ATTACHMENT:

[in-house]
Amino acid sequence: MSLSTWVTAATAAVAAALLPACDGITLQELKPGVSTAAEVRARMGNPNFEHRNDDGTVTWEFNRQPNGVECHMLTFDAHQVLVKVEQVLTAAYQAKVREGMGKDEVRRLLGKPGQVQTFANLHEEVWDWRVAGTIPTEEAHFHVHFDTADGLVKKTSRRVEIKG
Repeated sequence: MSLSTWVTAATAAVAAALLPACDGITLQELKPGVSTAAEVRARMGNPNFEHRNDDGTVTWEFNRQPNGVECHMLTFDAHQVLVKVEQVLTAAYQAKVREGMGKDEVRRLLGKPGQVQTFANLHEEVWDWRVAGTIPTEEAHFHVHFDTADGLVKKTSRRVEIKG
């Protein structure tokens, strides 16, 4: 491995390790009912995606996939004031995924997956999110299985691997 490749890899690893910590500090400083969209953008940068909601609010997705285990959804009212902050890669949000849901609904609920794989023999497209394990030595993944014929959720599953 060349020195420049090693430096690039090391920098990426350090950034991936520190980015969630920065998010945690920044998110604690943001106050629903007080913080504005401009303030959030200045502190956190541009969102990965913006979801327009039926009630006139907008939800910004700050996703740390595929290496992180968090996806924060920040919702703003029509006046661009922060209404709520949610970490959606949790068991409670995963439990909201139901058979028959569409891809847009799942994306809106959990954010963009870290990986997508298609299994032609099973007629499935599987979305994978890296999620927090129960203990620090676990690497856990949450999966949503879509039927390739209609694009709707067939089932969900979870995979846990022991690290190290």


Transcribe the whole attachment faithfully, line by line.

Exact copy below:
[in-house]
Amino acid sequence: MSLSTWVTAATAAVAAALLPACDGITLQELKPGVSTAAEVRARMGNPNFEHRNDDGTVTWEFNRQPNGVECHMLTFDAHQVLVKVEQVLTAAYQAKVREGMGKDEVRRLLGKPGQVQTFANLHEEVWDWRVAGTIPTEEAHFHVHFDTADGLVKKTSRRVEIKG
Repeated sequence: MSLSTWVTAATAAVAAALLPACDGITLQELKPGVSTAAEVRARMGNPNFEHRNDDGTVTWEFNRQPNGVECHMLTFDAHQVLVKVEQVLTAAYQAKVREGMGKDEVRRLLGKPGQVQTFANLHEEVWDWRVAGTIPTEEAHFHVHFDTADGLVKKTSRRVEIKG
């Protein structure tokens, strides 16, 4: 491995390790009912995606996939004031995924997956999110299985691997 490749890899690893910590500090400083969209953008940068909601609010997705285990959804009212902050890669949000849901609904609920794989023999497209394990030595993944014929959720599953 060349020195420049090693430096690039090391920098990426350090950034991936520190980015969630920065998010945690920044998110604690943001106050629903007080913080504005401009303030959030200045502190956190541009969102990965913006979801327009039926009630006139907008939800910004700050996703740390595929290496992180968090996806924060920040919702703003029509006046661009922060209404709520949610970490959606949790068991409670995963439990909201139901058979028959569409891809847009799942994306809106959990954010963009870290990986997508298609299994032609099973007629499935599987979305994978890296999620927090129960203990620090676990690497856990949450999966949503879509039927390739209609694009709707067939089932969900979870995979846990022991690290190290």